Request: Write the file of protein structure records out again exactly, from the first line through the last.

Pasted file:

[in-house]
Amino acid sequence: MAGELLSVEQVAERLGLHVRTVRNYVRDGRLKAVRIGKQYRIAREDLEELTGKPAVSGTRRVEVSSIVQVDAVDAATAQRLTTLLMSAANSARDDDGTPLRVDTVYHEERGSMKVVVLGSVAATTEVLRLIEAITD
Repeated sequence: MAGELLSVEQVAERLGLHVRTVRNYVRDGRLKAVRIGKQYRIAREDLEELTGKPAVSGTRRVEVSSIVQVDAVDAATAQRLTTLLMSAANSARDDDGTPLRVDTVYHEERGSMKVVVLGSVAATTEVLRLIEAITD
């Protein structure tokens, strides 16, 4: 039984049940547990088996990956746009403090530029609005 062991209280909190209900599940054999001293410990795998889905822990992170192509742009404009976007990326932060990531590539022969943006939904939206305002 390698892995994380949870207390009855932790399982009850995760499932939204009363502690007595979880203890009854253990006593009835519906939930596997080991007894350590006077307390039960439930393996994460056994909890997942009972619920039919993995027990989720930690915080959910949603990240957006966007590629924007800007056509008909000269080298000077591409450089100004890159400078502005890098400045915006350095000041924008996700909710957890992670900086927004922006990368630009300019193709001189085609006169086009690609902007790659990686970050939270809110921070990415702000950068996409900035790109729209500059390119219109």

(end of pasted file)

[in-house]
Amino acid sequence: MAGELLSVEQVAERLGLHVRTVRNYVRDGRLKAVRIGKQYRIAREDLEELTGKPAVSGTRRVEVSSIVQVDAVDAATAQRLTTLLMSAANSARDDDGTPLRVDTVYHEERGSMKVVVLGSVAATTEVLRLIEAITD
Repeated sequence: MAGELLSVEQVAERLGLHVRTVRNYVRDGRLKAVRIGKQYRIAREDLEELTGKPAVSGTRRVEVSSIVQVDAVDAATAQRLTTLLMSAANSARDDDGTPLRVDTVYHEERGSMKVVVLGSVAATTEVLRLIEAITD
């Protein structure tokens, strides 16, 4: 039984049940547990088996990956746009403090530029609005 062991209280909190209900599940054999001293410990795998889905822990992170192509742009404009976007990326932060990531590539022969943006939904939206305002 390698892995994380949870207390009855932790399982009850995760499932939204009363502690007595979880203890009854253990006593009835519906939930596997080991007894350590006077307390039960439930393996994460056994909890997942009972619920039919993995027990989720930690915080959910949603990240957006966007590629924007800007056509008909000269080298000077591409450089100004890159400078502005890098400045915006350095000041924008996700909710957890992670900086927004922006990368630009300019193709001189085609006169086009690609902007790659990686970050939270809110921070990415702000950068996409900035790109729209500059390119219109």